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From the ghetto of Oakland, California
to the clean streets of Santa Fe
I made it.
Growing up with sounds of gunshots in the distance
Sullen screams, yells never meant anything
my mama kept me safe.
There was nothing to be scared of;
we were all in our own place.
I remember the smell of something burning;
a fire just outside my house.
Dad pulls me out of bed
trying to sloppily put on my socks.
“Andiamo, dai, su…”
I will never forget what I saw
upon emerging outside.
A red sky; big like the ocean
orange clouds glistening in the night,
a full carpet extending from east to west
to the realms of what my eyes could see.
I remember the big V.W. van,
white in the empty parking lot,
doors open in the autumn air.
My mama watches me sleep peacefully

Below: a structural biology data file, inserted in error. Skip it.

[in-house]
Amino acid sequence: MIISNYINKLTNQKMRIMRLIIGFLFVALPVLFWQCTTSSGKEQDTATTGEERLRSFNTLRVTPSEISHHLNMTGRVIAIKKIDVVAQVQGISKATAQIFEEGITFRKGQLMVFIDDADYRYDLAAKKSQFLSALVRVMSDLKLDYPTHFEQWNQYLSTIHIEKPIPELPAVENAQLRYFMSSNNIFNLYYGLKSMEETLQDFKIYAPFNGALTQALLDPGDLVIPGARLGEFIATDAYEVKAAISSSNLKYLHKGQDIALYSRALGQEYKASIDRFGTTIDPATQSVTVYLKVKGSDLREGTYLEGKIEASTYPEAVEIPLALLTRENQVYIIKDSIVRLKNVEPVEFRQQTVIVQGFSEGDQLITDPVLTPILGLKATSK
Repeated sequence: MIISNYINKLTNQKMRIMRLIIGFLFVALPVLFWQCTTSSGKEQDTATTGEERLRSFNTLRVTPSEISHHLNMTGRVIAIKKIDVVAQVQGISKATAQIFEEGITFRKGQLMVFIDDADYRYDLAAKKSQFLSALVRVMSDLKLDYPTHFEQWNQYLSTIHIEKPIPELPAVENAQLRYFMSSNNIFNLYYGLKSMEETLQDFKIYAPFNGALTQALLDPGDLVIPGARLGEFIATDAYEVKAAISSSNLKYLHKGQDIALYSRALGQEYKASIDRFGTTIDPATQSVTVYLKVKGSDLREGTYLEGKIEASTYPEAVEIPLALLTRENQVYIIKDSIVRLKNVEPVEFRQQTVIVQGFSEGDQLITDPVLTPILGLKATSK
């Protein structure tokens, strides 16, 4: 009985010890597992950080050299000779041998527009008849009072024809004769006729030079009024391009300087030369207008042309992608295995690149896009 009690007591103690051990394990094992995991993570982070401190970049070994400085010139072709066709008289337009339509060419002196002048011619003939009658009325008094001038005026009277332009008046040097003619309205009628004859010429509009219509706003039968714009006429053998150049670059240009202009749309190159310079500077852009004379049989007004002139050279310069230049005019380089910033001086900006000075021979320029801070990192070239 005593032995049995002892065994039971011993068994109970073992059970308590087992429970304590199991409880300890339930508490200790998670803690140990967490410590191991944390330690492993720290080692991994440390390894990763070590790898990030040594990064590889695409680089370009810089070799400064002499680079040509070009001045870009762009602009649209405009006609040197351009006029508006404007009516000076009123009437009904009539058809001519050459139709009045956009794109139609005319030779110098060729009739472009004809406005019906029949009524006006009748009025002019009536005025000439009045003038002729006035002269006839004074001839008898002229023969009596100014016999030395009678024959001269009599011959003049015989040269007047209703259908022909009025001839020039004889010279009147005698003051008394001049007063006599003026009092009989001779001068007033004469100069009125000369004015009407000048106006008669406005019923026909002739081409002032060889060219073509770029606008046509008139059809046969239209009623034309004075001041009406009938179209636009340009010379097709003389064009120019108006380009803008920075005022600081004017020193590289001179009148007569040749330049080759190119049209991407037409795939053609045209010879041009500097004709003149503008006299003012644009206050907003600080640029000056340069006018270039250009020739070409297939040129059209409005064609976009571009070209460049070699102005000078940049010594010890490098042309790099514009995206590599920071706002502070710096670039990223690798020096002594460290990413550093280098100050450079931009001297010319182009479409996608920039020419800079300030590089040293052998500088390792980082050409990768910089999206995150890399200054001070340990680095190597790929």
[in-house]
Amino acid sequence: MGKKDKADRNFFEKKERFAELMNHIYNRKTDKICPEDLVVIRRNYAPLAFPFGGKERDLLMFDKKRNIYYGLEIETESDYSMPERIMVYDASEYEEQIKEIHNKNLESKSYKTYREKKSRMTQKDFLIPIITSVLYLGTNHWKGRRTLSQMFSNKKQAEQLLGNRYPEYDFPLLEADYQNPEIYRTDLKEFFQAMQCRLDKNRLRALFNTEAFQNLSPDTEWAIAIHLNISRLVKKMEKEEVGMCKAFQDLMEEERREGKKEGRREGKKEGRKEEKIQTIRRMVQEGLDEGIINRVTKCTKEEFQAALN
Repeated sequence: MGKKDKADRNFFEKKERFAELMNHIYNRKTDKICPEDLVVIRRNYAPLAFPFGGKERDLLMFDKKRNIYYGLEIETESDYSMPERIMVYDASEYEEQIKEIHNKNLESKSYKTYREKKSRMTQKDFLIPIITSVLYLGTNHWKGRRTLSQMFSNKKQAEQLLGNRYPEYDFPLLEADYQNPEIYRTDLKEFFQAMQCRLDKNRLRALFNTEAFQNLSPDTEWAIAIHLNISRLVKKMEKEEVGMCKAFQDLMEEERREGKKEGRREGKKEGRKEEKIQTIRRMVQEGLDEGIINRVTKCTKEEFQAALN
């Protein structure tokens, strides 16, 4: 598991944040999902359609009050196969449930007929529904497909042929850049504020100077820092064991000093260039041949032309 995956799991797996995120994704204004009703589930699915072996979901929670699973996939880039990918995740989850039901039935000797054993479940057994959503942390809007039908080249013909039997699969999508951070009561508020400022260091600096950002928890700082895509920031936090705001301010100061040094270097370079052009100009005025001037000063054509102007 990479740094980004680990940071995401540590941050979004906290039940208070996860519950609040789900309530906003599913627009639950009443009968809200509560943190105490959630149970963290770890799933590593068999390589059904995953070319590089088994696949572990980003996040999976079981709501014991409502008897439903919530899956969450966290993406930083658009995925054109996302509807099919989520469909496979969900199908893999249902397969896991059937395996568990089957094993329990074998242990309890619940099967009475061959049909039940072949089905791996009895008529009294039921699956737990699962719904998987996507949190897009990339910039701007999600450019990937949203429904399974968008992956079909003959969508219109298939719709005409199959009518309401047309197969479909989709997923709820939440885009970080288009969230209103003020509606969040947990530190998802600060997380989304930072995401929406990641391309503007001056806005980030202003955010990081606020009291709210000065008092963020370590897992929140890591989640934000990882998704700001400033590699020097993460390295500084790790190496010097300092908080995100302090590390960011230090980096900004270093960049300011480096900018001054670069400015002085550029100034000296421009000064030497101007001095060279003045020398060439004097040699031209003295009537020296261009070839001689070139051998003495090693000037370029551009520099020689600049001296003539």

a violet comforting in my hand
falling to the van floors.
Five years old when we made the big move,
the van filled to the brim with everlasting foliage.
With the climates of the southwest
I could easily master the art of mud cooking.
Everyday I would play in my wooden kitchen
Creating delicacies for my family.
I always wondered why they politely refused…
Playing over the cylinder wall with Claire;
American Girl dolls living through our voices.
“Ariel, vieni. È ora d’andare.”
That meant it was time to go home.